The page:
New Jersey Shooting 'Fueled by anti-Semitism, Anti-law Enforcement Beliefs,' Authorities Say

Two gunmen stormed a kosher supermarket in Jersey City, killing four people before being shot dead by police

The Associated Press
The Associated Press
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Members of the Jewish community gather around the JC Kosher Supermarket in Jersey City on December 11, 2019
Members of the Jewish community gather around the JC Kosher Supermarket in Jersey City on December 11, 2019Credit: AFP
The Associated Press
The Associated Press

New Jersey Attorney General Gurbir Grewal says authorities believe a shooting in Jersey City was “fueled both by anti-Semitism and anti-law enforcement beliefs.”

Grewal told a news conference Thursday that authorities are investigating the attack as an act of domestic terrorism.

He said officials believe the attackers were acting on their own.

The two killers who stormed a kosher market in Jersey City had apparently been followers of the Black Hebrew Israelites — a fringe group whose members have been known to rail against white people and Jews — and one of them had made anti-Semitic posts online, according to a law enforcement official briefed on the investigation.

The findings stoked suspicions that the rampage Tuesday that left the killers and four victims dead was not a random crime but an anti-Semitic attack, even as state and federal authorities cautioned that the motive was still under investigation.

The FBI on Wednesday searched the Harlem headquarters of the Israelite Church of God in Jesus Christ, which is the formal name of the Black Hebrew group, according to the official, who was not authorized to discuss the case publicly and spoke on condition of anonymity.

“The why and the ideology and the motivation — that's what we're investigating,” New Jersey Attorney General Gurbir Grewal said Wednesday, adding that authorities are trying to determine whether anyone else was involved.

Others, including Jersey City Mayor Steve Fulop, pronounced the bloodshed a hate crime against Jews, with Fulop saying surveillance video made it clear that the attackers targeted the Jewish market, slowly and deliberately driving up to the grocery in a stolen rental van and immediately opening fire.

The attackers were identified as David N. Anderson, 47, and Francine Graham, 50 — both of them also prime suspects in the slaying of a livery driver found dead in a car trunk in nearby Bayonne over the weekend, Grewal said.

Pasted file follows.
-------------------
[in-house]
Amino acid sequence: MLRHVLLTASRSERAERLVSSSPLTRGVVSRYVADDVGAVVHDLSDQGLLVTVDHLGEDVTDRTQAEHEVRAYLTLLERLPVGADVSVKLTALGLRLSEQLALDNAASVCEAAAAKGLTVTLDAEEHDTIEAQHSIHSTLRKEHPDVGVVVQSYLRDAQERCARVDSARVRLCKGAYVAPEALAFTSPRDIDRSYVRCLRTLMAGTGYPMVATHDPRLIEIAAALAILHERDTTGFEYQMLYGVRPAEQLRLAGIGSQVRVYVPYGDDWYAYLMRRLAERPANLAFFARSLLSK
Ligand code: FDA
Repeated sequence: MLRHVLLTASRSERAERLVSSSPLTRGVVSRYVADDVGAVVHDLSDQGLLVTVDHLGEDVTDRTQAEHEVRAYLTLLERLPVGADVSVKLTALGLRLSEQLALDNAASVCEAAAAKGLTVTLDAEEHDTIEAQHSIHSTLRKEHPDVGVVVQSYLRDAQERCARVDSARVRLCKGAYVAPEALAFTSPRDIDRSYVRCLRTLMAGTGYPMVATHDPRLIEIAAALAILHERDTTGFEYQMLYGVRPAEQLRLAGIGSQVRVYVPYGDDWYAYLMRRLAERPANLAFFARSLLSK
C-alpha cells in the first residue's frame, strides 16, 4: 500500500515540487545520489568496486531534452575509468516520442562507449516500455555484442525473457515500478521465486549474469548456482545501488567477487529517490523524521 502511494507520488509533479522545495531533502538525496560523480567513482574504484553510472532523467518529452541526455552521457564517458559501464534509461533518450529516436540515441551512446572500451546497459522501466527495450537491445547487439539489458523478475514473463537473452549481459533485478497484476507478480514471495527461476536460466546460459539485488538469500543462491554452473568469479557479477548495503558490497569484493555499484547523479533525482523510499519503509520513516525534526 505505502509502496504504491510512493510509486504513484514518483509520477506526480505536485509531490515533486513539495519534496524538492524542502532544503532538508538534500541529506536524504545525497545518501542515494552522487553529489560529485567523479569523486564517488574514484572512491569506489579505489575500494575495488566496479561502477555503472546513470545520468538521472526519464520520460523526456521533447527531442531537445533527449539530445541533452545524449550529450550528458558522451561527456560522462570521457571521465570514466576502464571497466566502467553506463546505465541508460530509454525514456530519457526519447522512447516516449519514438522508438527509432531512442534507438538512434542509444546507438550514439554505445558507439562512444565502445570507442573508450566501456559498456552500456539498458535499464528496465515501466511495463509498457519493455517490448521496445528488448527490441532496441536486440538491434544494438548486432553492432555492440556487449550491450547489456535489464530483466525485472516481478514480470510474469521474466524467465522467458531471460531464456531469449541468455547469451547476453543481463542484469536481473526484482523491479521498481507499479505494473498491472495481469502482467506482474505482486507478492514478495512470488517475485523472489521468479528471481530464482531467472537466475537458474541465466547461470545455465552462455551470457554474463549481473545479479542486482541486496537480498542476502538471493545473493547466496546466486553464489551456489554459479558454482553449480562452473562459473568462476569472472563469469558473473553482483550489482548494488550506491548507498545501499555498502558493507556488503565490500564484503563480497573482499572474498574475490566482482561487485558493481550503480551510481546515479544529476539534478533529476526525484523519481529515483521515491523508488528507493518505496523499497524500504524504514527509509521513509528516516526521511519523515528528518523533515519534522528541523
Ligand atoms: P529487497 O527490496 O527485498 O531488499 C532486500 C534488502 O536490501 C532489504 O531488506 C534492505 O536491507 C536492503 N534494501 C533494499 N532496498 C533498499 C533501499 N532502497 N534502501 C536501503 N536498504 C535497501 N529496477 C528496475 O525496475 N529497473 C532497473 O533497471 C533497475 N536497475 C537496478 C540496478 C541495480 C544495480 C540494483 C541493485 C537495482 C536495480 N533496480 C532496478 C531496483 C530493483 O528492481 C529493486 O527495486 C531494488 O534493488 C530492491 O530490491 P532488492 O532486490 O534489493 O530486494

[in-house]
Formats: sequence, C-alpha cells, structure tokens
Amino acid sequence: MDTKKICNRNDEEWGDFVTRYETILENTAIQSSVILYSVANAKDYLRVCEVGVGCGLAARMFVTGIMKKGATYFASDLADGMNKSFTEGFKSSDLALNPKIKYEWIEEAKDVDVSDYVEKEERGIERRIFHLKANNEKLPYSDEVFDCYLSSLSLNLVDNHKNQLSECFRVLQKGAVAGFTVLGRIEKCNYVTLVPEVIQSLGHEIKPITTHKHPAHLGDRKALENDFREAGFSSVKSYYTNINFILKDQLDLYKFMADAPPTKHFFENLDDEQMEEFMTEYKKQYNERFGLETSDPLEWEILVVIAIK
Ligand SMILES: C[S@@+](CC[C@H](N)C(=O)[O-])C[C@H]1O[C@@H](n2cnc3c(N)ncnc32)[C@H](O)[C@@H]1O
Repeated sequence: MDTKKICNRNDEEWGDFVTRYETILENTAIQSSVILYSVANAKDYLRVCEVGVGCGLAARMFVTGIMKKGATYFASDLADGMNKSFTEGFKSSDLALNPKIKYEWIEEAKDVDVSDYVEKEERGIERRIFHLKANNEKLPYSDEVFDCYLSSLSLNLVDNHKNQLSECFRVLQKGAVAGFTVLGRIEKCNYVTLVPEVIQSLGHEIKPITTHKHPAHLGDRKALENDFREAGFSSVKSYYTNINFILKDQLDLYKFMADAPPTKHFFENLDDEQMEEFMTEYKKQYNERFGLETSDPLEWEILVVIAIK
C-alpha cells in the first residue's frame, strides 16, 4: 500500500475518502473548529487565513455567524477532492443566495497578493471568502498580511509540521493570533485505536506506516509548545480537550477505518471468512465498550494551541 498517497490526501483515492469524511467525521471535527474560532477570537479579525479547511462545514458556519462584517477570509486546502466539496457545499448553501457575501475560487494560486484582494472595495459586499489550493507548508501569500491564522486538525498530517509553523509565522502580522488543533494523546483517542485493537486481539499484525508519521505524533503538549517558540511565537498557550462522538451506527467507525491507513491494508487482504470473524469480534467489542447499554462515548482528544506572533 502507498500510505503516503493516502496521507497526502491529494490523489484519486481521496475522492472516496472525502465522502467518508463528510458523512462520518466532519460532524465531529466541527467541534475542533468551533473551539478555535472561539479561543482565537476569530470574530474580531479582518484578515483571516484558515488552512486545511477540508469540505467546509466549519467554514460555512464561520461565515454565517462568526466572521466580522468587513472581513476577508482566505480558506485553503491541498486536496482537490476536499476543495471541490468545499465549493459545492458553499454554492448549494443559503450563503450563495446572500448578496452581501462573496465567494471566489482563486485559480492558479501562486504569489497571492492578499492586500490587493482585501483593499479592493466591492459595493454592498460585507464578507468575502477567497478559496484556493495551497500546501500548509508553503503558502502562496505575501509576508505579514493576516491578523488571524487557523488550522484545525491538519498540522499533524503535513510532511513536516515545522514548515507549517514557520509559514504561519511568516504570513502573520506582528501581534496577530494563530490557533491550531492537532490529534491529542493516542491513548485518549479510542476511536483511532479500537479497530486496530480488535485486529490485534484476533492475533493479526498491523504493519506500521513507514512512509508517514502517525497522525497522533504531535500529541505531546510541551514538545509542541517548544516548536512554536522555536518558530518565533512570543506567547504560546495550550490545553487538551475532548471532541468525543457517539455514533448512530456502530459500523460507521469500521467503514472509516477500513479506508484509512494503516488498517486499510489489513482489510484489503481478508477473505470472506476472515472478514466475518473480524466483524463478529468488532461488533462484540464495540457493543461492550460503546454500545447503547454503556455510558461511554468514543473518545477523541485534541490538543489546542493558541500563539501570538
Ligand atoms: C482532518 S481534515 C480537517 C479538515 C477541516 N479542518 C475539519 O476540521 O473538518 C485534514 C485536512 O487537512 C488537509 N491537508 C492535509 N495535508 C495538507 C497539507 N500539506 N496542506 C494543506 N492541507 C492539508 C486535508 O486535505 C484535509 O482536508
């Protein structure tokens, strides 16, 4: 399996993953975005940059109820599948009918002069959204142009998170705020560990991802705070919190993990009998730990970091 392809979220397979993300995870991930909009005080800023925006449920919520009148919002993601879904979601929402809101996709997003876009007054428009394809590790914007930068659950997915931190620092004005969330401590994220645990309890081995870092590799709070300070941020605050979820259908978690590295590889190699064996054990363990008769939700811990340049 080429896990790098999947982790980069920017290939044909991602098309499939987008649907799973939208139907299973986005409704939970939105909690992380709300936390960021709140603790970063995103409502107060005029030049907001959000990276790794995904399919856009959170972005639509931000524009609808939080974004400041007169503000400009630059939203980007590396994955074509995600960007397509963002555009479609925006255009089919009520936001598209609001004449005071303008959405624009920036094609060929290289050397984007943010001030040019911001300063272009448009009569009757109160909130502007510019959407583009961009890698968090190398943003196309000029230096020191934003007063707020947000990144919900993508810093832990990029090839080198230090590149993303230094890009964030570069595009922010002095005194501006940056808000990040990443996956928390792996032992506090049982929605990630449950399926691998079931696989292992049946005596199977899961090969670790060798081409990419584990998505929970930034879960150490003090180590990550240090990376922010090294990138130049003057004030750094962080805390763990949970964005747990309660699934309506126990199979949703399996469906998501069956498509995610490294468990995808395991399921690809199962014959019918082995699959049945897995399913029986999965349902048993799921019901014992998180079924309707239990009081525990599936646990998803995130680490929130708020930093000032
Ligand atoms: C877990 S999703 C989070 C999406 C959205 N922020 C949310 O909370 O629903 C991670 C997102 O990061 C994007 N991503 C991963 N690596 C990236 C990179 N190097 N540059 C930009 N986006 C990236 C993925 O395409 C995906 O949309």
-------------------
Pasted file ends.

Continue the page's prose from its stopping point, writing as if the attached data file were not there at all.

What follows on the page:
Anderson used a rifle in the grocery attack. The attorney general wouldn't confirm if Graham also had a weapon when she followed Anderson into the market. Several weapons were recovered from the store.

The victims killed in the store were: Mindel Ferencz, 31, who with her husband owned the grocery; 24-year-old Moshe Deutsch, a rabbinical student from Brooklyn who was shopping there; and store employee Douglas Miguel Rodriguez, 49.

Members of New York's ultra-Orthodox Jewish community gathered Wednesday night for funerals for Ferencz and Deutsch. Thousands of people, mostly men, followed Ferencz's casket through the streets of Brooklyn, hugging and crying.

The bloodshed in the city of 270,000 people across the Hudson River from New York City began at a graveyard, where Detective Joseph Seals, a 40-year-old member of a unit devoted to taking illegal weapons off the street, was gunned down by the assailants, authorities said. They then drove the van about a mile to the kosher market.

The drawn-out gunbattle with police filled the streets with the sound of high-powered rifle fire, as SWAT officers in full tactical gear swarmed the neighborhood. During the shootout, police used an armored vehicle to ram the store entrance.

The prospect of attacks against Jews weighed heavily on the more than 300 people who attended a vigil Wednesday night at a synagogue about a mile from where the shootings took place.

In the deadliest attack on Jews in U.S. history, 11 people were killed in an October 2018 shooting at a synagogue in Pittsburgh. Last April, a gunman opened fire at a synagogue near San Diego, killing a woman and wounding a rabbi and two others.

The kosher grocery is a central fixture in a growing community of Orthodox Jews who have been moving to Jersey City in recent years and settling in what was a mostly black section of Jersey City, causing some resentment.

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